The current government went to Canadians with a proposal for a deficit of $10 billion over three years and then a balanced budget. Canadians do not have an opportunity to pronounce on individual promises; rather, they take platforms and programs as a whole. However, about 39% of them voted for a government that said it would run a $10 billion deficit. The government has completely broken that promise and I think many Canadians are concerned about it.
Speaking of the percentage of Canadians who voted for the current government, another promise that it made during the election that it has now reneged on was with respect to changing the electoral system. We have had a great deal of debate in the House about that issue. However, the way in which the government broke its promise was quite disingenuous. There was a committee process that heard from Canadians, that did a lot of good work and put a lot of time in. In the end, most of the parties represented in that committee agreed to a basic framework. They did not necessarily agree on the desired outcome, but they did agree to a basic framework, which was that there should be a referendum of all Canadians that would give them a choice between the status quo and a system that had some greater degree of proportionality. That was what came out of that committee report.
However, the government did not like that because through this electoral reform discussion it was quite clear that it wanted to move to a system that was actually less proportional and that was uniquely advantageous to the government. Therefore, immediately after this, it undertook this new and ridiculous other form of consultation, which did not actually ask people for their opinions but asked the sort of touchy-feely questions that were notionally related to electoral reform. My colleague from Lanark—Frontenac—Kingston said it best. He said that this was, “like being on a dating website designed by Fidel Castro.” It asked all kinds of emotive questions without actually asking for opinions, and regardless of what one put in, it always came to the same conclusions. This very compromised process was the government's justification for tearing up its commitment with respect to this electoral change entirely.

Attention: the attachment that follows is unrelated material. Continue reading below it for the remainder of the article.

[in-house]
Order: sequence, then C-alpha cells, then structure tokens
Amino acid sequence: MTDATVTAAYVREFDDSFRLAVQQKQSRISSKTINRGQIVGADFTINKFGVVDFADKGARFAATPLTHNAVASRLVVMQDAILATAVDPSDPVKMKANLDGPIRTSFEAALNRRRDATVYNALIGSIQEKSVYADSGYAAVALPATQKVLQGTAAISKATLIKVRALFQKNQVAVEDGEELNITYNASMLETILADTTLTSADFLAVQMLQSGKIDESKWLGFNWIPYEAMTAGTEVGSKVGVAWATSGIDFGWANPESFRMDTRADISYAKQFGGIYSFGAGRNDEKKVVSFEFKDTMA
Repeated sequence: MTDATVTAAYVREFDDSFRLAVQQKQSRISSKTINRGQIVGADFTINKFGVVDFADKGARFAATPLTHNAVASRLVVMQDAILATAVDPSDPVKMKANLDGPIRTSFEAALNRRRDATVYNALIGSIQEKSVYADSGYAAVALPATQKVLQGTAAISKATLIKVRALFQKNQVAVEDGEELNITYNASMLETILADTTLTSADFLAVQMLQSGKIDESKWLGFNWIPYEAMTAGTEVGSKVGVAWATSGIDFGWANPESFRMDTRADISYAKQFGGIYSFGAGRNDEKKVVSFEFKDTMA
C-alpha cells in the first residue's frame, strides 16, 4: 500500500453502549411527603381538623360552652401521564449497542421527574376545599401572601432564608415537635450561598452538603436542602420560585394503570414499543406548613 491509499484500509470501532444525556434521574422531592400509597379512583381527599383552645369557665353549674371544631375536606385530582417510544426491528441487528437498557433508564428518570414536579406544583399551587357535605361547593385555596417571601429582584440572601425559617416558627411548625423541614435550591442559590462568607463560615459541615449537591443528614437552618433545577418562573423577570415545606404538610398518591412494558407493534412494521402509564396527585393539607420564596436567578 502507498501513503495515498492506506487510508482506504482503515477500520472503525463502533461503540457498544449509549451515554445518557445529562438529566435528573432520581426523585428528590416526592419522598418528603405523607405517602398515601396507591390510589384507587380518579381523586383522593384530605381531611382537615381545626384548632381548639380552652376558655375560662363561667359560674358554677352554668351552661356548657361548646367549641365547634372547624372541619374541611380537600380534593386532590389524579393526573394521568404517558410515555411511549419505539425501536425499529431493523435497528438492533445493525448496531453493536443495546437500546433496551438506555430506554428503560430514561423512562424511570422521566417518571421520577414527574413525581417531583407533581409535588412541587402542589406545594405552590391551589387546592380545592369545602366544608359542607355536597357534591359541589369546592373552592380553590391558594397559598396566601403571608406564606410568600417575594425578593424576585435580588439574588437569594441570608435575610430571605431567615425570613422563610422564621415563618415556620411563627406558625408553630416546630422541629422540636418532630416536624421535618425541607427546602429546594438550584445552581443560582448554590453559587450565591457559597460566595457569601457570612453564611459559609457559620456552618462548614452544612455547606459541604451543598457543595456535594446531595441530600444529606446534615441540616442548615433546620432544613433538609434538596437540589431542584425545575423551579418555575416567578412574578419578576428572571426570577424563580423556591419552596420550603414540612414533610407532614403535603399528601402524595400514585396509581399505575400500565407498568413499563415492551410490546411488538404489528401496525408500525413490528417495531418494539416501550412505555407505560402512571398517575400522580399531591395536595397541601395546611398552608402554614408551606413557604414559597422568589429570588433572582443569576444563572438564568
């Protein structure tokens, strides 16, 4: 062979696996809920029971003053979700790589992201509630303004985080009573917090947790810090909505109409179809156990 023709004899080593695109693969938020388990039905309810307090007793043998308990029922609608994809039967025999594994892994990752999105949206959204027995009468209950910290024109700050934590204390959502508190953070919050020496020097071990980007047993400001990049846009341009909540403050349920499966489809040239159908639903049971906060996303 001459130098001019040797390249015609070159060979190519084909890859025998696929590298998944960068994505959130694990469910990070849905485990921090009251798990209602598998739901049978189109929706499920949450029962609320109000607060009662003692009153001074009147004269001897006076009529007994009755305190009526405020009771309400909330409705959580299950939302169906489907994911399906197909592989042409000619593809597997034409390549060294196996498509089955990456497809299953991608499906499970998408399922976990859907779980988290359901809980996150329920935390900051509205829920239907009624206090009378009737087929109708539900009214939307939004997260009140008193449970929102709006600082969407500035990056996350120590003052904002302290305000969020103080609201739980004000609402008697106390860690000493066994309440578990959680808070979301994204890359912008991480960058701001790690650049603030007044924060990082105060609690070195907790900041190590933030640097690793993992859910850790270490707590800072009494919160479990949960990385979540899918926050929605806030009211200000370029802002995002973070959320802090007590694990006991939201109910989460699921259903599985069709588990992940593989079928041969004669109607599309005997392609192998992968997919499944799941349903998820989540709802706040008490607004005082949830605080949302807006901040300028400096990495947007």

I have written a whole list on this sheet of paper of broken promises to talk about. I have only talked about two of them, and I do not know how much time exactly I have left. Let us see how many more I can get through.
The government had promised to show greater respect for Parliament. What have we seen by contrast? We have before us today a motion that is the re-asking of a motion that already passed in the House. It was a motion that, as it happens, the Conservatives voted against. However, it did pass in the House and the government members voted in favour of it. Now it is coming forward again. Why? Because there has not been action on something that the government said it was for. If it was not going to do it, it should have at least been willing to be up front with Canadians in terms of how the Liberals voted.
Formally, these motions that we pass are not binding on the government. However, we would expect the government, especially when it votes for something, to think about whether or not it is going to do it when it evaluates how it is going to vote with respect to a particular measure.
A particularly frustrating thing in terms of respect for Parliament is that we have a convention in this place where when party leaders ask questions of the Prime Minister, if he is present, he answers those questions. Well, it is not that he answers the questions, but he at least stands up after the question is asked and responds to the question. One could debate whether the previous prime minister answered the questions. I think he answered the questions very well, but he always responded to the questions. The member for Winnipeg North knows that whenever the previous prime minister was here, when he was asked a question by the then leader of the opposition, he stood up and responded to the question that was asked.
However, we now have a situation where the current Prime Minister, even when he is present, and I will not comment on how often that happens because it would be unparliamentary to specifically refer to the presence or absence of the Prime Minister in the House, very often does not answer the question, even when specifically asked questions by the opposition.
I could go on, but I know I am running out of time. There are so many instances where the government has failed to keep its promises. This is yet another example. Certainly, Canadians are frustrated by it, which is why they are going to throw the current government out in 2019.